Amazon has yet to win over the fashion industry, but it’s not for a lack of trying.
In the last year alone, it released two fashion-focused services: Prime Wardrobe, which lets customers try on a selection of styles before committing, and Echo Look, a voice-activated personal stylist.
It also built on its data-driven private-label roster (which includes around 20 brands) with The Fix, a line of trend-driven accessories, and Find, a Zara-esque collection launched exclusively in Europe. In October, it was reported that, in 2018, Amazon will launch an activewear line that will compete with Lululemon and Athleta.
Though fashion brands by and large are still holding out on partnering with the juggernaut, most have felt its effects. (It currently claims a 29 percent share of the U.S. fashion e-commerce market.) Here are five ways they responded this year, as covered by Glossy.
Brands made Amazon’s weaknesses their strengths
Becoming the anti-Amazon, in a sense, by concentrating their efforts on the giant’s shortcomings has proven a popular strategy among brands, especially those in the luxury space.
For some, including LVMH’s 24 Sèvres, that’s included elevating their websites with consistent, quality photography.
Though Amazon has gone to great lengths to upgrade its own fashion photography, including building a 40,000-square-foot photo studio in Williamsburg, its apparel and accessories selection still “reads like commodity,” Kristin Savilia, CEO of online wholesale marketplace Joor, said in June.
It’s leaving an opportunity for brands to step in and say, “I’m going to create a beautiful shopping experience that makes you want to buy the more high-end purchase. Amazon is great at X, we’re going to be great at Y,” she said.
On the same note, down to their packaging, brands are taking more pride in their customer service, a problem area for Amazon.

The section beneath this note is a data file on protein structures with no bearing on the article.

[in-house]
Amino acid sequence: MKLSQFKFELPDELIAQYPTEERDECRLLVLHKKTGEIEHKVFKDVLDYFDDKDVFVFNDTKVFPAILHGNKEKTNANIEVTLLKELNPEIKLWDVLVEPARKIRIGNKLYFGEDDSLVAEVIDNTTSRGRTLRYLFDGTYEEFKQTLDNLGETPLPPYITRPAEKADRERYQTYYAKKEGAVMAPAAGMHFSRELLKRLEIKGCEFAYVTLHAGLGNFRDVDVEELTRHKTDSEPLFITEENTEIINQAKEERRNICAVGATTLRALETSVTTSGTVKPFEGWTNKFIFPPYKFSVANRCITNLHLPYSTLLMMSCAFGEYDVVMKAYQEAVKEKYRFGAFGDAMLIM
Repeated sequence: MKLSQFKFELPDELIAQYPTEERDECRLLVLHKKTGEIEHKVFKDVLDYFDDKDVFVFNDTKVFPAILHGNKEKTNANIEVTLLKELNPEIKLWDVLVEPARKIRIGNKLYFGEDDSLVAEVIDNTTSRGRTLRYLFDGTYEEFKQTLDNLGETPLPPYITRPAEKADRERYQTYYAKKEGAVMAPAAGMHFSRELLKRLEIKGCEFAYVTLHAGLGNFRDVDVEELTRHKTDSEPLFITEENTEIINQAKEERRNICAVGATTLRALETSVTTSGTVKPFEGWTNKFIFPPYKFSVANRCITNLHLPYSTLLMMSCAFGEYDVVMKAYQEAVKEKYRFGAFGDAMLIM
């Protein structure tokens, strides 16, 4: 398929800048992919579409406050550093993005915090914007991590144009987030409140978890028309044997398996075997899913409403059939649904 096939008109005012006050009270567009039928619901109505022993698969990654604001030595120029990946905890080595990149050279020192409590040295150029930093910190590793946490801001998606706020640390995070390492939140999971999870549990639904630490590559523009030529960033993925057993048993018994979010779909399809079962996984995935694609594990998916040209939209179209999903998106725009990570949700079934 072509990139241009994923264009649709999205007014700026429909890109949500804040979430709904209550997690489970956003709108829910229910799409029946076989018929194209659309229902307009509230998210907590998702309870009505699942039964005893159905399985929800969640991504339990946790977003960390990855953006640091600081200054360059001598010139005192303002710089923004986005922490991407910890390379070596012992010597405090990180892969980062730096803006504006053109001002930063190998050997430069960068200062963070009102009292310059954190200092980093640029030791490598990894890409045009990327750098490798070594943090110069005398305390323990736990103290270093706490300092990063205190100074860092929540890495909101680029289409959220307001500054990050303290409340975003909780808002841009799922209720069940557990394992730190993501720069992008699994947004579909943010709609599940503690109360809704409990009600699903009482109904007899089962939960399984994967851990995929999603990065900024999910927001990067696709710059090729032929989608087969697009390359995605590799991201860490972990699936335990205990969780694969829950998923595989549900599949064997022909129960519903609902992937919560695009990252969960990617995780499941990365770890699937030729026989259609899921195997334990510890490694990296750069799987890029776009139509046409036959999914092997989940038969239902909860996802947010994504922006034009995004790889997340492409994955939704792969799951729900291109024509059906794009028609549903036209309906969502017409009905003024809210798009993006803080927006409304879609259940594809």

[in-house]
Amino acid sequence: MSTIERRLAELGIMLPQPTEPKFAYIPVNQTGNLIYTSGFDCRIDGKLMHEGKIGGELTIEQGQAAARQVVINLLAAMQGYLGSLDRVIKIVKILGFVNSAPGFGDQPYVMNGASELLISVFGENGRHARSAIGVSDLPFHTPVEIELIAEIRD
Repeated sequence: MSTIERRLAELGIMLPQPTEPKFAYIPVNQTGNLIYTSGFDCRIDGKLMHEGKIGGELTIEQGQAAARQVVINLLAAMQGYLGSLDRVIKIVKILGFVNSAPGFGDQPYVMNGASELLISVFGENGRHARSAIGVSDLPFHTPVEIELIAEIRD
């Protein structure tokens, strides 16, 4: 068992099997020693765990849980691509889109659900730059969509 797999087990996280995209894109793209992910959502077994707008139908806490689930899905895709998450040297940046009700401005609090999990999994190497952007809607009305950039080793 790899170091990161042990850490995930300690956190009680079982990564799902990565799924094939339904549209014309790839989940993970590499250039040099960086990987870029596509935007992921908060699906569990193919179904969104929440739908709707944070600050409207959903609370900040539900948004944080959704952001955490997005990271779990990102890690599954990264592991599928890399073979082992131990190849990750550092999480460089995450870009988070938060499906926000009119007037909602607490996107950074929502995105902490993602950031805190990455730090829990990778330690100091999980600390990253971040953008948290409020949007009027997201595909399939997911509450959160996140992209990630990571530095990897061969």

“When we send an order out, it’s in a marble box, with ribbon, with tissue, with a hand-written note from the person who packed the parcel. No business like Amazon could ever look at that and say it’s practical, but it’s about relationships,” Tom Chapman, co-founder of Matches Fashion, told Glossy this summer.
The shipping race got heated
With shoppers growing accustomed to Amazon Prime, with its two-day delivery cycle — not to mention Amazon Prime Now, which promises two-hour delivery (11 percent of U.S. consumers have used Prime Now, according to a 2017 survey by Magid Associates) — retailers are speeding up their processes. In the name of meeting new expectations, many — including Everlane (in NYC, anyway) — are now offering one-hour drops. Net-a-Porter, Farfetch and Matches Fashion are guaranteeing same-day delivery — some, for free.
“All retailers need to be developing a strategy that allows their customer to get what they want, when they want it.” said Steve Osburn, managing director at management consulting firm Kurt Salmon, part of Accenture Strategy. “This needs to include free, fast and everything in between.”
Retailers leading the shift to quicker-than-same-day shipping
Personalization became a priority